Have you ever ignored a dry, squeaking chain and ridden your bike for months while it chirped like a nest of hungry eaglets? You’ll be happy to learn that basic chain care is worth the effort, surprisingly simple, and neither time- nor money-consuming. Just a little work goes a long way towards improving your chain’s lifespan and performance.
What You’ll Need:
- A chain-friendly degreasing solvent (like Simple Green or a citrus degreaser; ask your bike shop for recommendations)
- An old toothbrush or cotton rags (torn-up old cotton T-shirts, sheets or diapers are great)
- A good chain lube for your riding environment
- A gear-cleaning brush for cleaning the cogs, derailleur and sprockets
- A repair stand
- Latex or rubber gloves to keep your hands clean
- A chain-cleaning tool
Step 1: Cleaning Your Chain
Choose a workspace where you can make a mess (outdoors, indoors on a drop cloth or at your community bike shop). If you have a repair stand, put your bike on it; if you don’t, either prop the front wheel securely so that the bike stands alone or flip the bike upside down and let it rest securely on its handlebars and seat (protect your seat from scuffs and dirt by setting it on a rag).
When you clean your bike chain, go ahead and clean your rear cogs (the cluster of gears on your rear wheel) and your rear derailleur pulleys (the star-shaped things the chain zigzags through), too — if those are really gunked up, your chain will get dirty that much quicker once you’re finished.
There’s a gear-cleaning brush made especially for doing this: one side has toothbrush-like bristles for scrubbing, the other is curved and toothy to scoop gunk from between the cogs. If you don’t have this, just use a rag and old toothbrush with some cleansing solvent, and get as much dirt off as you can (“flossing” the rear gears with a rag works great).
Now, the chain. If you want, you can buy or borrow a chain-cleaning tool to do some of the dirty work. This tool is a little box with brushes and rollers inside: you pour solvent in, clip the box onto the lower section of your chain, hold the box in place and then backpedal the whole chain through it several times. The rollers and bristles run your chain through a solvent bath. After that, you empty out the tool and repeat the process using soapy water instead of solvent; then, wipe the chain dry with a clean rag.
If you don’t have a chain cleaning tool, the old-school method costs less and works perfectly well. Just spray some bike-friendly cleanser onto a rag. Grip a segment of the chain with the cleanser-soaked rag and hold it gently but firmly. Now, use your free hand to pedal backward, until the entirety of the chain has been run through the rag and wiped off. Then, repeat.
Step 2: Oil Your Bike Chain
Take a good chain lubricant for your riding environment and drip oil evenly over the chain. The easiest way to do this is to let the oil drip steadily onto a fixed point while backpedaling, so the entire chain gets saturated. Ideally, use a drip-type oil, and oil along the chain’s inner circumference – the part the gears penetrate.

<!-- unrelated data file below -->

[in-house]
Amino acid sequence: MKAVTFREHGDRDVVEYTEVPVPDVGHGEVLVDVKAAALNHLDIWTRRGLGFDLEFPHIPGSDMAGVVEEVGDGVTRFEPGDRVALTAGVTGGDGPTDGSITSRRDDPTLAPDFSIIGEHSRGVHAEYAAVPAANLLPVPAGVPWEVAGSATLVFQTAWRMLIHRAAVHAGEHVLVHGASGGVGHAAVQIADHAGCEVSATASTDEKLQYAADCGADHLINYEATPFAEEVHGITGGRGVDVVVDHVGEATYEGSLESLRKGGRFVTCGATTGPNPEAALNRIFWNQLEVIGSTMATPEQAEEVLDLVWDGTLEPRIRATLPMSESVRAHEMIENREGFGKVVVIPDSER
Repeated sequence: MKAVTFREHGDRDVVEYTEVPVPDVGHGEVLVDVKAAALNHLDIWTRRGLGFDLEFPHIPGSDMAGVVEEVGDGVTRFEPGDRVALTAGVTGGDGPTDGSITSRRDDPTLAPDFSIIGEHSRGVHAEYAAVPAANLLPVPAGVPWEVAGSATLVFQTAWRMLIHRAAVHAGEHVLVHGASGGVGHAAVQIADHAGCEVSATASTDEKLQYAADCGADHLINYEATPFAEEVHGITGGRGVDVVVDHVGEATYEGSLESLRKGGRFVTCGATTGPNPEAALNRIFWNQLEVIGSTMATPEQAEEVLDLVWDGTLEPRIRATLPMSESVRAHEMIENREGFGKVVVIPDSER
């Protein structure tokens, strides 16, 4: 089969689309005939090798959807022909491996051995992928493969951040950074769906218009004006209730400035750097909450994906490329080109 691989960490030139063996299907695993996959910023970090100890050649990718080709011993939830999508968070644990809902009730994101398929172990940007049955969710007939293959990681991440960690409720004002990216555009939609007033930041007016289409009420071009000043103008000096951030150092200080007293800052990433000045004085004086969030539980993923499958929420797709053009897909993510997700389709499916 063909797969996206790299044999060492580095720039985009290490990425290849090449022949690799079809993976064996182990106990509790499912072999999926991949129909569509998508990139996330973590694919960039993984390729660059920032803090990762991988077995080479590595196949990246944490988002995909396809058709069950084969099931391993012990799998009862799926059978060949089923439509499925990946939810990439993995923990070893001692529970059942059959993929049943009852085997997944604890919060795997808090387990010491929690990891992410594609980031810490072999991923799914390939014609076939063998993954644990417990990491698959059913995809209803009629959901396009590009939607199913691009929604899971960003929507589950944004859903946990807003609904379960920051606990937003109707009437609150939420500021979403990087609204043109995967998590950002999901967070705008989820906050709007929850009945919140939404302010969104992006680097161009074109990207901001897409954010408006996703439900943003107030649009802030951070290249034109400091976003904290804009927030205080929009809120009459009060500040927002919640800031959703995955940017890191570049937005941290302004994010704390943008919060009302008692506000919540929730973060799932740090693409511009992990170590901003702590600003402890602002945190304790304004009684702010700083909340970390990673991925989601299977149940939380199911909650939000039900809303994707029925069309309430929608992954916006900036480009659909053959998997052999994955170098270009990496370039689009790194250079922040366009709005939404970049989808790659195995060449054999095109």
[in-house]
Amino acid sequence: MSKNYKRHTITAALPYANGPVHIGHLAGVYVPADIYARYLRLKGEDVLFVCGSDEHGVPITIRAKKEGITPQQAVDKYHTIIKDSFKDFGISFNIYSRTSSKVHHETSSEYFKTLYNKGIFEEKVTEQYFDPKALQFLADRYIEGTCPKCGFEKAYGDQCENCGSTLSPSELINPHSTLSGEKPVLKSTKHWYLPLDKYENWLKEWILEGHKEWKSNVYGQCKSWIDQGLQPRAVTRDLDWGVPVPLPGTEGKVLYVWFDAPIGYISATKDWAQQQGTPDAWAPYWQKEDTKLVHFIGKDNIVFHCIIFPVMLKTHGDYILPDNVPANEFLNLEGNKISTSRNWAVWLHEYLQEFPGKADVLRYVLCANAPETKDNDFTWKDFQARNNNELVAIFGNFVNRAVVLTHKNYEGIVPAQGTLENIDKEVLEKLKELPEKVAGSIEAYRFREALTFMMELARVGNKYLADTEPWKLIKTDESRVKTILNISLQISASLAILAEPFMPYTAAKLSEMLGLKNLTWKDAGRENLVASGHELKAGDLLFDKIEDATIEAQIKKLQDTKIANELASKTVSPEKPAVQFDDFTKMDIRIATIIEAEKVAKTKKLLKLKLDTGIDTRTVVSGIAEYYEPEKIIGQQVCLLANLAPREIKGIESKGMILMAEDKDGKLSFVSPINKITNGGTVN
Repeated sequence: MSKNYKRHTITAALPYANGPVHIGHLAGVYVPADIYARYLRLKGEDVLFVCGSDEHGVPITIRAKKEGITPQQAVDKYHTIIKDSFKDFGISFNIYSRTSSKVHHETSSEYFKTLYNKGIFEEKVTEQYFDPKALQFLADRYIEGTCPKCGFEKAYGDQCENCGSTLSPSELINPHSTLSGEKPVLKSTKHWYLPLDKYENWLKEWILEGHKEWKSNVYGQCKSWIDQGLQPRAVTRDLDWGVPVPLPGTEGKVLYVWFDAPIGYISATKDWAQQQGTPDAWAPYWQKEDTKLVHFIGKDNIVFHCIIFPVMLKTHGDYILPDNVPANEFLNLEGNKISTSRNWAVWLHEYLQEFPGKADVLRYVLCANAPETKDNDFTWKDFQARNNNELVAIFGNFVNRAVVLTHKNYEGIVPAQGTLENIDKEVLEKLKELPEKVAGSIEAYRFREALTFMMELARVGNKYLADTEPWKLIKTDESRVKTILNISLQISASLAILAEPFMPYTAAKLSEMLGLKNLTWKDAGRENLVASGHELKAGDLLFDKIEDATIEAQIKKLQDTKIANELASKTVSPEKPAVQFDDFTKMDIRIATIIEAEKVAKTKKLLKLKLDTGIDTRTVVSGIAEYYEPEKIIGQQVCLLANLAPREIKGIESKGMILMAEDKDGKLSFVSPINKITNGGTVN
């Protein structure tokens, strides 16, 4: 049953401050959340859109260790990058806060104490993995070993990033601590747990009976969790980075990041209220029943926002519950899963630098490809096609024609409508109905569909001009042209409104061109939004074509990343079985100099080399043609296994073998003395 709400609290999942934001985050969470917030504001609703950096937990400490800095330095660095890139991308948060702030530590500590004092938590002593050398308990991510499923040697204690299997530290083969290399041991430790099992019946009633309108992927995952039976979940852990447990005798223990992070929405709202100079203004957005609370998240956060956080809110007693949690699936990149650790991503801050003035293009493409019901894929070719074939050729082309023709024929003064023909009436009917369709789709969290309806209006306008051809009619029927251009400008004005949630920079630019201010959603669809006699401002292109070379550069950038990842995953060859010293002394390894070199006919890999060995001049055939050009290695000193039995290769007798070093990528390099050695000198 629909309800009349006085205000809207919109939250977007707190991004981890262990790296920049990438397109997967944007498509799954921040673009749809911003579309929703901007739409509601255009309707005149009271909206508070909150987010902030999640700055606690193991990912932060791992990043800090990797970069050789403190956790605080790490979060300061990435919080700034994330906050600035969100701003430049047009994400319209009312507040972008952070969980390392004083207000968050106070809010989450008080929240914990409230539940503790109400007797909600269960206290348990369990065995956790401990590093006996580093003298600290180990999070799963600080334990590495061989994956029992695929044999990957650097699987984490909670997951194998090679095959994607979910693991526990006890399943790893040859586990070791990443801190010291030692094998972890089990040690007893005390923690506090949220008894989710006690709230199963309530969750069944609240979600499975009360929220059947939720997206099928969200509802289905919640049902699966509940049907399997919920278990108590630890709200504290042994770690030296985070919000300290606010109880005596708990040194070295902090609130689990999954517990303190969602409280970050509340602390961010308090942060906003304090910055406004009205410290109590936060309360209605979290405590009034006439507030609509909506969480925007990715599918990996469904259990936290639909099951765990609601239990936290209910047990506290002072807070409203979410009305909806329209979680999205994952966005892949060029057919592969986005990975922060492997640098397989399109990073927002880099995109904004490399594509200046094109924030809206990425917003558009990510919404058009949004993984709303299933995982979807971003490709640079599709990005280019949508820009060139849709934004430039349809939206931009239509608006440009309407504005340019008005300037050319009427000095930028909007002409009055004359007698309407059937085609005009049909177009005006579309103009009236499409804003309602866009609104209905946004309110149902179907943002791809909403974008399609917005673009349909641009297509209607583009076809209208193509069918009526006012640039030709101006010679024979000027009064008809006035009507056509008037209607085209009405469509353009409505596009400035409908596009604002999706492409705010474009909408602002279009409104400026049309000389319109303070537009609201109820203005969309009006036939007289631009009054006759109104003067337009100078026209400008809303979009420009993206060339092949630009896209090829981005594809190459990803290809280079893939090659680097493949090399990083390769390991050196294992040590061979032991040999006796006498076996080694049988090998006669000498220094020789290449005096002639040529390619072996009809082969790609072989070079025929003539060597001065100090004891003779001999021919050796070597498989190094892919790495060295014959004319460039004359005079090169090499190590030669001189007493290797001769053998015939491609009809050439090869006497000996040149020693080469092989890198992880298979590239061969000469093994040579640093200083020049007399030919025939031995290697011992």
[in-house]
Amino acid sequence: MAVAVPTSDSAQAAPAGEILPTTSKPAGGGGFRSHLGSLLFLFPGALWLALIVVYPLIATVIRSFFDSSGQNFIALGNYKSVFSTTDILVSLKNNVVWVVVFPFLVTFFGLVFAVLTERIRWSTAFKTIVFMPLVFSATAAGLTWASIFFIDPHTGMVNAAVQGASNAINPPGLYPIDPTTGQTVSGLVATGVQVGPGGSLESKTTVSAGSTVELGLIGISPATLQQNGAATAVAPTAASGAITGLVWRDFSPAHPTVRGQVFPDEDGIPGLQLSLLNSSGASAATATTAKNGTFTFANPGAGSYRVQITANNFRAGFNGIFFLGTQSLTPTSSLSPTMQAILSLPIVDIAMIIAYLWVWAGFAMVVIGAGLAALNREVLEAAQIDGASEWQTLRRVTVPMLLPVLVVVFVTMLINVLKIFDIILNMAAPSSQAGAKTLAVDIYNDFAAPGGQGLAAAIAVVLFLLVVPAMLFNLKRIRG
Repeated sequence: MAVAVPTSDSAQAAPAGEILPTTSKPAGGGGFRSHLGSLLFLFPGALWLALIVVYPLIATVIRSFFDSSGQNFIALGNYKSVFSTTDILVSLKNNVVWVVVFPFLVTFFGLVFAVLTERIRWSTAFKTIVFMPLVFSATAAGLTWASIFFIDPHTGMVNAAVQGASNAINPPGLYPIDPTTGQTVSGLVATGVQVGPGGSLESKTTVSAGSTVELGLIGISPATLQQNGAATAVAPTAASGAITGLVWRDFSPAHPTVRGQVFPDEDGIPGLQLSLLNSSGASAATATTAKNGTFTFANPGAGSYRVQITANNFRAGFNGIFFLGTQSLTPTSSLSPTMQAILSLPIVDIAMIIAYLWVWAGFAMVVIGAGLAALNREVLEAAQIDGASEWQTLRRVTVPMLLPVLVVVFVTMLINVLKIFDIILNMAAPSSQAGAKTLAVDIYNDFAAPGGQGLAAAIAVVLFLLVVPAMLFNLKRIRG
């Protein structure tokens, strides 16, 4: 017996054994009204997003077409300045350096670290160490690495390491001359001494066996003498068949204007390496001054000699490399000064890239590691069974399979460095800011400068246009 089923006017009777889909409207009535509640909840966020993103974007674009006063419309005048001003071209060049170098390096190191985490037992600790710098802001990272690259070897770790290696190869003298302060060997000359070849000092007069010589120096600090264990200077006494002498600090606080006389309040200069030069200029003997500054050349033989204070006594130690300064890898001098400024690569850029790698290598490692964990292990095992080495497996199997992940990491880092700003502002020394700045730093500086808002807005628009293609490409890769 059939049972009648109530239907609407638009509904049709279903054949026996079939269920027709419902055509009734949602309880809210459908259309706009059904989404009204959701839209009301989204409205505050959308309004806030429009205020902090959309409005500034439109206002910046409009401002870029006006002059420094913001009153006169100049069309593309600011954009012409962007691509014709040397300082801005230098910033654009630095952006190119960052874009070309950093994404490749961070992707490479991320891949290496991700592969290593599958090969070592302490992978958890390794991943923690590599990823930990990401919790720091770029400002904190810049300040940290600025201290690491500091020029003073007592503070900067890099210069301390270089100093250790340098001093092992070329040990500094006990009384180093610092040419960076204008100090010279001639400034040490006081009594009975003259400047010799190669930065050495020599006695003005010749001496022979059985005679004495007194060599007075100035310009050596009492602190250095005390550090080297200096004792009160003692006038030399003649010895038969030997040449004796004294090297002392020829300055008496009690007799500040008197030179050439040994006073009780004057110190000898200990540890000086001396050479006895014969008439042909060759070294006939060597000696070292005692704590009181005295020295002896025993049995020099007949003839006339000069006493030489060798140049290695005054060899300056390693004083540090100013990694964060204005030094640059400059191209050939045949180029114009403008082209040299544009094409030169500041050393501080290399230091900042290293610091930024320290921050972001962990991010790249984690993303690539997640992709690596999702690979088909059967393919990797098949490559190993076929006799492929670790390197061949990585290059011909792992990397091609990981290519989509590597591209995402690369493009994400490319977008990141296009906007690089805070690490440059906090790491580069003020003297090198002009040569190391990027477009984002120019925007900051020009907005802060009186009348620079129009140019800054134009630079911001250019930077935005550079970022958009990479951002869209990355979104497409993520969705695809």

Step 3: Wipe Off Excess Oil
Once you’ve applied lube and let it sit for a minute, take a dry, clean section of rag, grip the chain with it, and backpedal so the rag soaks up all the excess oil.
How Often Should You Oil Your Chain?
Oiling your chain depends on the frequency and type of riding you do. If you ride a mountain bike, you're bound to get more gunk. Do you use a road bike as your primary form of transportation? You'll probably want to check your chain at least once a month.
A good rule of thumb is to clean and lube your chain whenever the chain starts squeaking, or if it’s looking gunky. If you’re feeling super-thorough, you can periodically remove the chain from your bike using a chain tool or, if your chain has it, the “master link.” Clean it thoroughly with solvent, then re-oil it. Again, be sure you don’t leave excess lubrication on the chain, as it’ll pick up dirt and grit that’ll accelerate chain wear.
What Type of Oil is Best For Your Environment?
Wetter environments often require heavier oils and more frequent bike maintenance. Drier environments tend to need lighter oils that pick up less dust and grime. Biodegradable soy-based chain lubricants have received good reviews, too. Ask your local bike mechanic for advice on what’s best for your area. Be sure to use lube intended specifically for bicycle chains. Sheldon Brown’s website, an authoritative source of bicycle information, cautions against using automotive motor oil, household oil, such as 3-in-1, or WD-40.
The “factory” lube that your chain comes oiled with is often of a higher quality than what you’ll be able to purchase at many retail outlets. So don’t clean it off when you buy a new bike — wait until your chain is dry before applying new oil.